By Tim Carvell

(FORTUNE Magazine) – Imagine FORTUNE's surprise when it recently received a sternly worded letter from the estimable law firm of Quinn Emanuel Urquhart Oliver & Hedges. The problem? As the letter put it, "FORTUNE Magazine published an article in its Dec. 20, 1999, issue entitled 'What's That Bad Odor at Innovation Skunkworks' that made several generic references to the term 'skunkworks.' Lockheed Martin requests that should any future article in FORTUNE refer to the term 'skunk works,' the article acknowledge that such term is a registered service mark of Lockheed Martin."

We were, needless to say, shocked. Shocked and ashamed. We felt like thieves, or vandals, or maybe loiterers. No, not loiterers. In any case, we were eager to find out why Lockheed was so protective about "skunk works," a term that, when used generically, refers to a clandestine division within a company. (Lockheed trademarked "skunk works" as two words; most dictionaries list the term as one word.) As the letter explained, the term was a bastardization of "skonk works," the secret distillery in Al Capp's Li'l Abner strip; it was first used by a Lockheed engineer as code for the company's secret division for producing planes during World War II. But the code name became so valuable that Lockheed had registered it and was mailing letters asserting its rights to it. This, to us, seemed odd.

So FORTUNE called the Quinn Emanuel lawyer who'd written the three-page, often rambling letter, one David Quinto, who helpfully explained that Lockheed's aim was to prevent the term from becoming generic. In addition to writing letters to magazines, the firm corresponds with dictionaries, attempting to persuade them to acknowledge Lockheed's rights to the name. The firm also tangled with Al Capp's estate a few years back in order to secure the rights to the name. How much did it cost? "The settlement was quick and amiable," Quinto said. Oh.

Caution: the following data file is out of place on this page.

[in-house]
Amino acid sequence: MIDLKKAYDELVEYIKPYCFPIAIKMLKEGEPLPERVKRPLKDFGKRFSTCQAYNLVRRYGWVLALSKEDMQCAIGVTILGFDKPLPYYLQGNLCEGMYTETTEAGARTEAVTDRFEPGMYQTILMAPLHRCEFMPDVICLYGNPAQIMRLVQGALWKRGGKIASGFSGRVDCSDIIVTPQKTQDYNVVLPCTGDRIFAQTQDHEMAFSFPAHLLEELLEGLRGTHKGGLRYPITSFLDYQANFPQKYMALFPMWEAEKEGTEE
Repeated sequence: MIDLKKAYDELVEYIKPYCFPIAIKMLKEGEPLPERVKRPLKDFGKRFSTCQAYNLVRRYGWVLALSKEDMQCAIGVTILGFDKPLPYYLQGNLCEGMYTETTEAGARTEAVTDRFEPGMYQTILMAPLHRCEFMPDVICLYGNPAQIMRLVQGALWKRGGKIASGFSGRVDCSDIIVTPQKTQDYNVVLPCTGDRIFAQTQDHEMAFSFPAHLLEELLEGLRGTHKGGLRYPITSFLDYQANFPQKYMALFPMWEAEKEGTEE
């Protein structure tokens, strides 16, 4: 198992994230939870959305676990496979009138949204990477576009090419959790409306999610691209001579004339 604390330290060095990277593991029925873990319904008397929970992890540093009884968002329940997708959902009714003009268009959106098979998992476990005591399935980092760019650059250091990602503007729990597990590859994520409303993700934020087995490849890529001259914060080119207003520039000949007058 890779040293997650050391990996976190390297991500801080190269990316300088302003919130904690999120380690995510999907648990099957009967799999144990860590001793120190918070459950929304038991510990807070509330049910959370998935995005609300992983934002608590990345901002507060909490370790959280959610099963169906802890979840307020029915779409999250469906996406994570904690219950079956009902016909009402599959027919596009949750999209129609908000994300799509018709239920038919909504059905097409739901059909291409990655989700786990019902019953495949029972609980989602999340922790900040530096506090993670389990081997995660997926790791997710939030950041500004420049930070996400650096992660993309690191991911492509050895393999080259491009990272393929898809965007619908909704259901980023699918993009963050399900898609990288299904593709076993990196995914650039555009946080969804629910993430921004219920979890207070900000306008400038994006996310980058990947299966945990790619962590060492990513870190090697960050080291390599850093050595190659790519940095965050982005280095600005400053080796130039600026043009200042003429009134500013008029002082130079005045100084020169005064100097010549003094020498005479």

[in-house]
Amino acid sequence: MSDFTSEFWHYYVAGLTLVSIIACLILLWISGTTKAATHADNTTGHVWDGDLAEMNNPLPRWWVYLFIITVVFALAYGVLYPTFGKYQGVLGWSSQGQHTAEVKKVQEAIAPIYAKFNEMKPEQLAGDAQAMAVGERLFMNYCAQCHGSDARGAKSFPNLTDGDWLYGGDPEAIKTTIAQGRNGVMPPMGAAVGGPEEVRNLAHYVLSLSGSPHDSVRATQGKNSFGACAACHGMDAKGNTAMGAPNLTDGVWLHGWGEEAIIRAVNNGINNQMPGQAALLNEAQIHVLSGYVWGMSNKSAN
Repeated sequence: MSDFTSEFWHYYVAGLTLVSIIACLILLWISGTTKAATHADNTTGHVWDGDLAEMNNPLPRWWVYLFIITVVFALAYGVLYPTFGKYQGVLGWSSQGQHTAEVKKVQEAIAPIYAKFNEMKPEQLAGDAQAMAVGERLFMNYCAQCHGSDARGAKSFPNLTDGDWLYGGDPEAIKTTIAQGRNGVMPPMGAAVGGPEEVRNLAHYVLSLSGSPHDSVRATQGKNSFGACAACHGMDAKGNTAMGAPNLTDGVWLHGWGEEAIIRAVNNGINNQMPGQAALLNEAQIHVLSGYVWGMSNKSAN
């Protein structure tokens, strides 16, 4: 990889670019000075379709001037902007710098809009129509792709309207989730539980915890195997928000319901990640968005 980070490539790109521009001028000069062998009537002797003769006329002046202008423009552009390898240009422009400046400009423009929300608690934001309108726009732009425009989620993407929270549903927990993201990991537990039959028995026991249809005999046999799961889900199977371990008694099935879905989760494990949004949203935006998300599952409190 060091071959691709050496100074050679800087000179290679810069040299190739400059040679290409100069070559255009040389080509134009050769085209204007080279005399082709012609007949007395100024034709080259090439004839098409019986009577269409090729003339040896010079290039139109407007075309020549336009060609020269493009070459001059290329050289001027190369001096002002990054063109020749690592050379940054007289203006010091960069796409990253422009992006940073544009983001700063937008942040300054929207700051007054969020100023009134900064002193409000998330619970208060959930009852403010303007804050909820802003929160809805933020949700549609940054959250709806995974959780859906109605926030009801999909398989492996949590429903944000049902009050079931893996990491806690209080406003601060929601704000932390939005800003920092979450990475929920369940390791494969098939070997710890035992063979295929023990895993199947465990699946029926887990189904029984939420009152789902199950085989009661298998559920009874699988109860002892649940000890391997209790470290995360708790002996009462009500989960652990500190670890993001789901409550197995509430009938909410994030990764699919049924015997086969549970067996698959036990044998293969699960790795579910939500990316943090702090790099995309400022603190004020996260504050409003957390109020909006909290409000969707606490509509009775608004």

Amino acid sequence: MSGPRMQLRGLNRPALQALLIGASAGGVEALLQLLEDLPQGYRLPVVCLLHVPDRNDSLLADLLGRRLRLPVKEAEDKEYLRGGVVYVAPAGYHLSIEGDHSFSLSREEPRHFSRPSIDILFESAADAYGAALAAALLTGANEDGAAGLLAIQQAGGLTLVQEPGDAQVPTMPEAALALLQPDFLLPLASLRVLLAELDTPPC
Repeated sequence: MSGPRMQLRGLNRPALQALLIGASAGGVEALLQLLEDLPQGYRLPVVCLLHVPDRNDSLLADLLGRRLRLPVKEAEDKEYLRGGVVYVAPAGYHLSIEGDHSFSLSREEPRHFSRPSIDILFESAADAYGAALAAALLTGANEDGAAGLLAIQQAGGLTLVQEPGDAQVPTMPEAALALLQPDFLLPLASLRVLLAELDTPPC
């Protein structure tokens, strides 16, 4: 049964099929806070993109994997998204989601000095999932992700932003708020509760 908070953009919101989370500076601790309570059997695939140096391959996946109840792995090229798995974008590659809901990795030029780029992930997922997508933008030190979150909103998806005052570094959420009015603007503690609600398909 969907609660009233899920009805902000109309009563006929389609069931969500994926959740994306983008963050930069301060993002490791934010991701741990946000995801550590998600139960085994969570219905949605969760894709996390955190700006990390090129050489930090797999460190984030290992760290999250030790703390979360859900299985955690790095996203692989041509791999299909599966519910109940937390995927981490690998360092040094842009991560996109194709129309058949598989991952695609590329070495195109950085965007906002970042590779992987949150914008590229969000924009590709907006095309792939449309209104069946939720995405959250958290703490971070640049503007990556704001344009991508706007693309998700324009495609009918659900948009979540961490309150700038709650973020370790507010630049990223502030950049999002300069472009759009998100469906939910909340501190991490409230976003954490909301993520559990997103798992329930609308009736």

Why go to so much trouble? It is a corporation's nightmare that its brand name is so successful that it becomes synonymous with its product: corn flakes, aspirin, and the yellow pages all started out as proprietary names that eventually became part of the public domain. Xerox often sends out letters and takes out ads imploring people not to refer to photocopies as "xeroxes." "People use these terms without realizing that they're using registered marks," Quinto said, "so we have to go after them."

Ah. "Go after them." What, exactly, does that mean? And, more to the point, does it mean we can be sued? What FORTUNE did--though irksome to Lockheed Martin--is not, Quinto said, actionable, "because it's not a crime to misuse words." Thus, we would be safe from a lawsuit, "unless FORTUNE were to start taking out ads referring to its own skunkworks," Quinto said. "But if FORTUNE says, 'This is the latest from Ford's skunkworks,' all we can do is complain." Note to Lockheed: We'll have our skunkworks discuss it and get back to you.

--Tim Carvell